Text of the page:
Vernon Keith Dove

July 26, 1936 – Dec. 30, 2019  

Vernon Keith Dove was born in a small town in the foothills of the Rocky Mountains, July 26, 1936, as the first child of Virginia Vail Dove and Laverne Eugene “Babe” Dove. He died Dec. 30, 2019. 

Vern was raised on a farm where family, faith, fun and a strong work ethic framed his early life. He had two brothers born there, Max “Mickie” Evan Dove and Jack Earl Dove. Mickie passed at a tender age and Vern’s love for family was strengthened.

Vern learned to love music and turned out to be quite good at it. He sang in his (Byron) high school choir, and his talent took him to state championships. 

He also liked just having fun. He and his buddies were known for their hijinks. He and his friend, John Petrich, once put a goat on the roof of the church on Halloween. It wasn’t hard to figure out who did it.

Vern was a handsome man. Combine that with his music and his outgoing ways and it is not hard to see that love was in the shadows. Mary Maxine Weller was exceptionally beautiful, and he set his sights on her. The race was on. He chased her until she caught him. They married Dec. 27, 1954, and celebrated their 65th anniversary this year.

Vernon Keith Dove

Since Vern’s family didn’t have electricity until he was in the fifth grade, he joined the Air Force hoping for warmer climate. Rapid City, S.D., was his first duty station. Jayce Allen Dove would be born there. Mary Maxine was pregnant when Vern was deployed solo to Japan, so she moved closer to family while he was gone. Brian Dee Dove was born in Powell. 

Vern used his determination to get a duty station in Biloxi, Miss. Vern would go on to serve in Wurzburg, Germany, where the youngest of his three children, Mary Virginia Dove, would be born. After that they went back to Biloxi and warmer weather.

December of 1969 would bring out the character that most only got a glimpse of. A car accident put Mary in the hospital for months. One evening early on in her hospitalization, Mary Maxine was so fidgety she pulled her IVs out. The doctor said, “If she makes it through the night, we’ll put them back in. For now, let her be comfortable.” 

Vern went home. He took a shower, and unclothed, wet and crushed, he sat on the edge of his bed and was overwhelmed with the Lord’s Prayer. He was overcome with comfort that God would handle everything. The faith he had been carrying was put to the test. He trusted God. His mother, his other two brothers, Rex Arthur Campbell and Douglas Finch Johnson, and his sister, Glenda Vee Campbell, would come from Wyoming and move in to help. Vern again found a way to overcome.

With almost 17 years in the Air Force, he was asked to reenlist and was told he would have an 18-month solo deployment. Vern said thanks, but no thanks. He would not leave his wife. The Air Force didn’t believe him and soon learned what he was made of. After 17 years, with no retirement, he took a job in Pensacola setting up an electronics class in a vocational technical school. He showed up and found three tables, eight chairs, no books, no equipment, a white board and 15 students. By the end of his first nine months he had two years of curriculum, all 15 students and a career path for some of them.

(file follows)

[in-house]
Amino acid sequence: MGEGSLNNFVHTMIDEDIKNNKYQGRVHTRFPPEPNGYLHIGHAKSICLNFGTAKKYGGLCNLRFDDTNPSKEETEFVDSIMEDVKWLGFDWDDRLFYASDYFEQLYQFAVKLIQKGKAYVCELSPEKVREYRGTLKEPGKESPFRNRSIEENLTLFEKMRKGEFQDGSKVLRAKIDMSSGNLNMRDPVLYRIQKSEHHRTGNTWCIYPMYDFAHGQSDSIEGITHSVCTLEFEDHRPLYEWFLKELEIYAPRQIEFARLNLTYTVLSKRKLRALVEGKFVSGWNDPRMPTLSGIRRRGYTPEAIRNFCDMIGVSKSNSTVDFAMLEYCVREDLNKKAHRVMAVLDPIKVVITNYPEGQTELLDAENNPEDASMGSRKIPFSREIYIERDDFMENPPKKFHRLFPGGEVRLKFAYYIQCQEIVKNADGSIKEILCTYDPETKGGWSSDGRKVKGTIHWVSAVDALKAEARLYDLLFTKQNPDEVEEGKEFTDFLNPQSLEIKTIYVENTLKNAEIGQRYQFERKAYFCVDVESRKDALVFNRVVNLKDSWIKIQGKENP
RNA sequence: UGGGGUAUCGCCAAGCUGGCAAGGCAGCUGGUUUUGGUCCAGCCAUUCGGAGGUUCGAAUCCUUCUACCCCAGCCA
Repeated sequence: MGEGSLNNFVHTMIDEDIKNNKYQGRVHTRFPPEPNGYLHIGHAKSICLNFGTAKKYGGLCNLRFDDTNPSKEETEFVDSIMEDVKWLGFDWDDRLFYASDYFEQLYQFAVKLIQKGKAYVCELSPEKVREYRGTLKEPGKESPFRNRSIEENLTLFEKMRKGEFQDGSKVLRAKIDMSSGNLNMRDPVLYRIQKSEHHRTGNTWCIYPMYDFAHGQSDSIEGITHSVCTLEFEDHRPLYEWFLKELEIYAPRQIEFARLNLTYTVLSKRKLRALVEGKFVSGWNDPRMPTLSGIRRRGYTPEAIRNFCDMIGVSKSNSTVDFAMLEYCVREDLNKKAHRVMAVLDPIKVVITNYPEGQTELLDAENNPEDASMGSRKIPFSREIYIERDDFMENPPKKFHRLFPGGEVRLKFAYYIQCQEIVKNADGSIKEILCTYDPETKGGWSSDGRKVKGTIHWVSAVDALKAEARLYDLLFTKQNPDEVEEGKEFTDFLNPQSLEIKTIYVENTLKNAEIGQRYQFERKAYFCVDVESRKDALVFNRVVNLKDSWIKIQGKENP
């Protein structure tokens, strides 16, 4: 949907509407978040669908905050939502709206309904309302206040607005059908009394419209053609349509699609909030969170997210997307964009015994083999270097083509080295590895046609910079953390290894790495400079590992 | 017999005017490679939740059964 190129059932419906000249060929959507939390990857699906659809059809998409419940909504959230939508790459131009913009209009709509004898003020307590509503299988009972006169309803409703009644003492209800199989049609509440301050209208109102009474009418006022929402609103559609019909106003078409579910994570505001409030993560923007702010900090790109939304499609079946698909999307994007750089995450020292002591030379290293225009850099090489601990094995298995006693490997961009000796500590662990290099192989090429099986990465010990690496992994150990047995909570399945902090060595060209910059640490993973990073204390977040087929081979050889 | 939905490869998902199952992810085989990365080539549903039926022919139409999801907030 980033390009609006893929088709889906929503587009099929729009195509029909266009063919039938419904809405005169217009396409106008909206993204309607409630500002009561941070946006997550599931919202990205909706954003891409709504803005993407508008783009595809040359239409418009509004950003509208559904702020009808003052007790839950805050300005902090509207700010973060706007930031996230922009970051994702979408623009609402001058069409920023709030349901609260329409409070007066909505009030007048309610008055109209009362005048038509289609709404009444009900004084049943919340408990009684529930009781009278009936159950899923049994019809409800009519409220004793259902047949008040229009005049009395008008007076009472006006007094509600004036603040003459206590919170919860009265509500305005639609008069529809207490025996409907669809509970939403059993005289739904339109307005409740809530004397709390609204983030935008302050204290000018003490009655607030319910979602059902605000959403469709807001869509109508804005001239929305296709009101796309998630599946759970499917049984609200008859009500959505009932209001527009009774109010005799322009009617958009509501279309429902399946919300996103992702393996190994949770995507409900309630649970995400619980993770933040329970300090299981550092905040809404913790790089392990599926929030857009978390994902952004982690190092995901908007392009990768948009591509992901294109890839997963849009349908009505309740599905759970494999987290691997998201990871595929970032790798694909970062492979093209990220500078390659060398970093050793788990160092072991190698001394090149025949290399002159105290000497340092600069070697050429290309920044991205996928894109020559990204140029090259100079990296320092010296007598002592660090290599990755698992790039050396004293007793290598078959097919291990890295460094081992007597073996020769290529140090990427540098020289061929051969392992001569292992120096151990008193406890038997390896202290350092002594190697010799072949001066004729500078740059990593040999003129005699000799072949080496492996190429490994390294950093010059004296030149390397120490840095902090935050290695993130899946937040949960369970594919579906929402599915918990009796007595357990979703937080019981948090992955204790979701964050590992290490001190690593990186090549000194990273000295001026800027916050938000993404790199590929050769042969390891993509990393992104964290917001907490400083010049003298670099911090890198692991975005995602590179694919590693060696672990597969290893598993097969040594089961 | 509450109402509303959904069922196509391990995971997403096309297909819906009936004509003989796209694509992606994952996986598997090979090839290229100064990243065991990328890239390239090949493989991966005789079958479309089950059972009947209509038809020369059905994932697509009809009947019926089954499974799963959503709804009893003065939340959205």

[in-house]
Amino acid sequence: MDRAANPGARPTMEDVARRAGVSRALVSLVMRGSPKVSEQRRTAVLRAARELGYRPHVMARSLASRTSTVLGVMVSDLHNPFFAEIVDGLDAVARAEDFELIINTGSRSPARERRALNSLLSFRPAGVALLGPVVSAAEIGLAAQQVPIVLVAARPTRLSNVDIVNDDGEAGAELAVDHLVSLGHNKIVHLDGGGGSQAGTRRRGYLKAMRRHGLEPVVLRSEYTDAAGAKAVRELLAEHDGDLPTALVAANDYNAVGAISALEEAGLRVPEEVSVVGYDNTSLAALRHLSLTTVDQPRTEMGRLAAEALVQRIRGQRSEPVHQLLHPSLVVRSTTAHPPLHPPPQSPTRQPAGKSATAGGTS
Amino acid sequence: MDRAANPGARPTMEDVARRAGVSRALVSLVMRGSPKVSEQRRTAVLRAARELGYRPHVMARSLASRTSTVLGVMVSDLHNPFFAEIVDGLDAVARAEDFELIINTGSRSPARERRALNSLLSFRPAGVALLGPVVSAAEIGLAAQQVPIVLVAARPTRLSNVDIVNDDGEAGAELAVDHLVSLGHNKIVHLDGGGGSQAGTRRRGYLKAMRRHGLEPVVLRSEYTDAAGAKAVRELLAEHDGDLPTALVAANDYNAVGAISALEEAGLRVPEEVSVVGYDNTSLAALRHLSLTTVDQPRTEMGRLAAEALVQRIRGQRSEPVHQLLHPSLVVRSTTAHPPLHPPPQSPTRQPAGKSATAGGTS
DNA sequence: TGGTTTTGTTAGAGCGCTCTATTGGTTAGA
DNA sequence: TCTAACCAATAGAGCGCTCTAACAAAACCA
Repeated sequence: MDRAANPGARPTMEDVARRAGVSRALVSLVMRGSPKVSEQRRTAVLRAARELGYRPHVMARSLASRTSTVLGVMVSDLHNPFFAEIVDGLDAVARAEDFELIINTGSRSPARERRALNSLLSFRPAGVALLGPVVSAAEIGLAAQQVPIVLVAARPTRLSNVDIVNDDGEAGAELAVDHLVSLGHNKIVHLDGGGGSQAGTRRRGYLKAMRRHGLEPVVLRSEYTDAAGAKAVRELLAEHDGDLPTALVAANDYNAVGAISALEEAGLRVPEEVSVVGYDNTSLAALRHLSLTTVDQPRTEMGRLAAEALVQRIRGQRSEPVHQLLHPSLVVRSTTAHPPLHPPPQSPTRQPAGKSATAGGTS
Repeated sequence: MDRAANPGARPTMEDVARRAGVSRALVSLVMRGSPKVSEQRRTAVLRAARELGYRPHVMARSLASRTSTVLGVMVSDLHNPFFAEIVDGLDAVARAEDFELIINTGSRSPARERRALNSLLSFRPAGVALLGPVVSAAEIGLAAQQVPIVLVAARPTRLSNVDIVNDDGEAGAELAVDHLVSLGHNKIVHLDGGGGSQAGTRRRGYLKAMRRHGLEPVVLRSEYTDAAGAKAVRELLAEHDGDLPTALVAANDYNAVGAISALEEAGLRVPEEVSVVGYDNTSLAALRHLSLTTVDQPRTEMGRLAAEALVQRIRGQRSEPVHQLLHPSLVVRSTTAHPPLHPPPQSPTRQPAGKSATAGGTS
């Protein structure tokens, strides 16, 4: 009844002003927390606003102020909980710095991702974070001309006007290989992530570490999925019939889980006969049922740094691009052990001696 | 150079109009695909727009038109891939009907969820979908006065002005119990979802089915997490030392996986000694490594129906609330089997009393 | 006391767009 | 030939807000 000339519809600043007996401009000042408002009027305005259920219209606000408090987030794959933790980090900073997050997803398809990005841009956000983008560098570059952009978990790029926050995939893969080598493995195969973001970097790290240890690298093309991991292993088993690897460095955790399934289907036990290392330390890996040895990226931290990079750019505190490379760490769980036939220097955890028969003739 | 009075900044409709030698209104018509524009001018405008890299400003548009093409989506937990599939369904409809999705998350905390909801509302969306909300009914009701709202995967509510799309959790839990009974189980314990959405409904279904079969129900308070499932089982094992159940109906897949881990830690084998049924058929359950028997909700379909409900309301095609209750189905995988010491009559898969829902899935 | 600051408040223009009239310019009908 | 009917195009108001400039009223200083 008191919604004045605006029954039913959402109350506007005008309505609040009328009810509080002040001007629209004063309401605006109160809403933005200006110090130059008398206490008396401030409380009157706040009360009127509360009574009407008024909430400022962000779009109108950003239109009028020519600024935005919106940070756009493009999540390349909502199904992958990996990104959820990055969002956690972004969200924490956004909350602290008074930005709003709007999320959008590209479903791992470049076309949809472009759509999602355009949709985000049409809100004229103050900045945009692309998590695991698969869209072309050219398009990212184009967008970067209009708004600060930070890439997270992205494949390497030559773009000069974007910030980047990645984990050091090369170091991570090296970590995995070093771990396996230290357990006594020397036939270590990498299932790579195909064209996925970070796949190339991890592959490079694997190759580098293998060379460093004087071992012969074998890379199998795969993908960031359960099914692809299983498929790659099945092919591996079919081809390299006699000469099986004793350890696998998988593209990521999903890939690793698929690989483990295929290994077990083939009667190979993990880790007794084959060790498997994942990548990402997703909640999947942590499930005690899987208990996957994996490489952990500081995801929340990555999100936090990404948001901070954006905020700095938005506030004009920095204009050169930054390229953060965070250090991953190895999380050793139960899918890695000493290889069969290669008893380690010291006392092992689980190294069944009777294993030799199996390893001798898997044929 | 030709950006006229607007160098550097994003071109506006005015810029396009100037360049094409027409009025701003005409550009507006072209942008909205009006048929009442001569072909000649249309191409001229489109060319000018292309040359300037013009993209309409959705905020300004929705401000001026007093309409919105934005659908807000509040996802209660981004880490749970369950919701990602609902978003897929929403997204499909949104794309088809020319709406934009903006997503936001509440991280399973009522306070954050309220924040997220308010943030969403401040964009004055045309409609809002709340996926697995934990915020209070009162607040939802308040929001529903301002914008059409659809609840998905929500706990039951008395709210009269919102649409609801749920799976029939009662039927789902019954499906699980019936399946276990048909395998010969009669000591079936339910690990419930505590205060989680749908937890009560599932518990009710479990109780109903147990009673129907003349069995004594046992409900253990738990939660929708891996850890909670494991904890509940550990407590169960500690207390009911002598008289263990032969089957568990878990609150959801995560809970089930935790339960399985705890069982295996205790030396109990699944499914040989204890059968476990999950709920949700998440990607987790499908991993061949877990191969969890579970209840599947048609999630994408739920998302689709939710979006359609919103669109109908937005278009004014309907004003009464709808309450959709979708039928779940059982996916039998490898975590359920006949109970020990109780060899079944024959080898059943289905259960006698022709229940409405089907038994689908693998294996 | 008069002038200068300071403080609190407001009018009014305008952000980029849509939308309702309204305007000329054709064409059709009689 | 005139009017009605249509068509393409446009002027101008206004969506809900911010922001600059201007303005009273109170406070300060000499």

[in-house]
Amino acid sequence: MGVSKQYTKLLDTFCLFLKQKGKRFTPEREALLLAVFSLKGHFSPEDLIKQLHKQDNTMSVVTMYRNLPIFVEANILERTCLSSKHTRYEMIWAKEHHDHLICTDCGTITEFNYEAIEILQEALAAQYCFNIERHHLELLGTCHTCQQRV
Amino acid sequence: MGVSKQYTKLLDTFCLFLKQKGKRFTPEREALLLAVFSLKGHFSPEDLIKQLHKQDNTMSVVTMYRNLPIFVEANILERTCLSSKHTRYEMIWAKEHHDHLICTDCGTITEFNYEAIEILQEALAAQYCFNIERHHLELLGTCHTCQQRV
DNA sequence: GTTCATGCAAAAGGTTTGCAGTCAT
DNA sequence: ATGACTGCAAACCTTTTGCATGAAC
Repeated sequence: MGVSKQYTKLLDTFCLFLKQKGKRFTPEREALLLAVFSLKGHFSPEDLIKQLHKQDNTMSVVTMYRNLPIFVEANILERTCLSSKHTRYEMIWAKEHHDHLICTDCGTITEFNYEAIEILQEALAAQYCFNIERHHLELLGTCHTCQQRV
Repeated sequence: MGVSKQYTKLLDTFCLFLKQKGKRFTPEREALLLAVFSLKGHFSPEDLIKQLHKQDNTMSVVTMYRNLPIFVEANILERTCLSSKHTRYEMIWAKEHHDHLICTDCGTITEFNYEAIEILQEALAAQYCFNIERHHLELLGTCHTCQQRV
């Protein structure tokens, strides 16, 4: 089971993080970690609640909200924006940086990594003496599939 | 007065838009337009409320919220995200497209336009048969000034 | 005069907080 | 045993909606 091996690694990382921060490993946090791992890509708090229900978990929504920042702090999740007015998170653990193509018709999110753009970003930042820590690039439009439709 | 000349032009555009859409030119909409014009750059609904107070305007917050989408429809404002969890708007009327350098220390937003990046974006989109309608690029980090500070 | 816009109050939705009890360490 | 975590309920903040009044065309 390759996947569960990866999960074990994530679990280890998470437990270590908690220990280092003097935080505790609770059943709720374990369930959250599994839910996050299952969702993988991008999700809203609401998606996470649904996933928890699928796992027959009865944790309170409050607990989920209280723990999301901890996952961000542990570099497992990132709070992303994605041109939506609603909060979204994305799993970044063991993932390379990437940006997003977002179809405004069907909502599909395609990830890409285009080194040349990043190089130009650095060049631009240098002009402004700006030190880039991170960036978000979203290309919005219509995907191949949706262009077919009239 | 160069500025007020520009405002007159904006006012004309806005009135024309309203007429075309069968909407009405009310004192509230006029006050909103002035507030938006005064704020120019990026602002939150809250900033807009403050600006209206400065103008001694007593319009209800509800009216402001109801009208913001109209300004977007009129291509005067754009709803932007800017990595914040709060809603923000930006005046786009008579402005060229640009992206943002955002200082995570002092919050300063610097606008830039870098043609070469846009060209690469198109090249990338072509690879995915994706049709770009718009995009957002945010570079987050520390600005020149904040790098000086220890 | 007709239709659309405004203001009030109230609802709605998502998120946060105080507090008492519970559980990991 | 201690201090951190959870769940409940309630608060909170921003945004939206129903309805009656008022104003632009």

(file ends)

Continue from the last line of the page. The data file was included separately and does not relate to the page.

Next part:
Vern left there and went to Tennessee to talk his way into a raise and a job in airplane electronics repair. They didn’t have a job for him when he walked in the door. They did by the time he left. 

Vern worked there a year, and the call of the coast drew him again. He joined Ingalls Shipyard and became an Ingalloid. After his retirement from Ingalls, he was ready to enjoy more time with his family and friends, working in his workshop and volunteering at church. 

All along the coast, he built friendships and became a smile ambassador, encouraging a smile from people he met daily. If you waited on him at a restaurant or stood beside him in line at a store, he gave a smile and drew one out of you, too. Vern also built his faith with dear friends at Beauvoir United Methodist Church. 

Today we celebrate the life of Vernon Keith Dove. He leaves an earthly legacy of  wife, Mary Maxine Weller Dove; three children, Jayce Allen (Beth) Dove, Brian Dee (Joy, deceased) Dove and Mary Virginia Dove (AJ) Galloway; and nine grandchildren and six great-grandchildren. He also leaves behind three brothers and a sister. 

These legacies are not uncommon to a man who has been blessed. He also leaves a legacy that many men only strive for, a love for God that showed on his face and in his actions and a love for people that God so graciously put in his path. It is a trail of smiles and encouragement. 

God bless you and your legacy, Vernon Keith Dove. The seeds of love and encouragement you have planted will continue to blossom and produce fruit for generations to come, expressed the family.

The family of Vernon Keith Dove would like to thank the many people who have cared for them in their journey. They are especially grateful for the care given by Hospice of Light. 

In lieu of flowers, donations to the Shriners Hospital in Shreveport, La., would be appreciated.

Services were held Monday, Jan. 6, 2020, at 1 p.m. at Beauvoir United Methodist Church in Biloxi, with a visitation for family and friends at 11 a.m. until the service. Graveside services followed at Biloxi National Cemetery.

Riemann Family Funeral Home in Biloxi is proudly serving the family. An online obituary may be viewed and photos and condolences shared at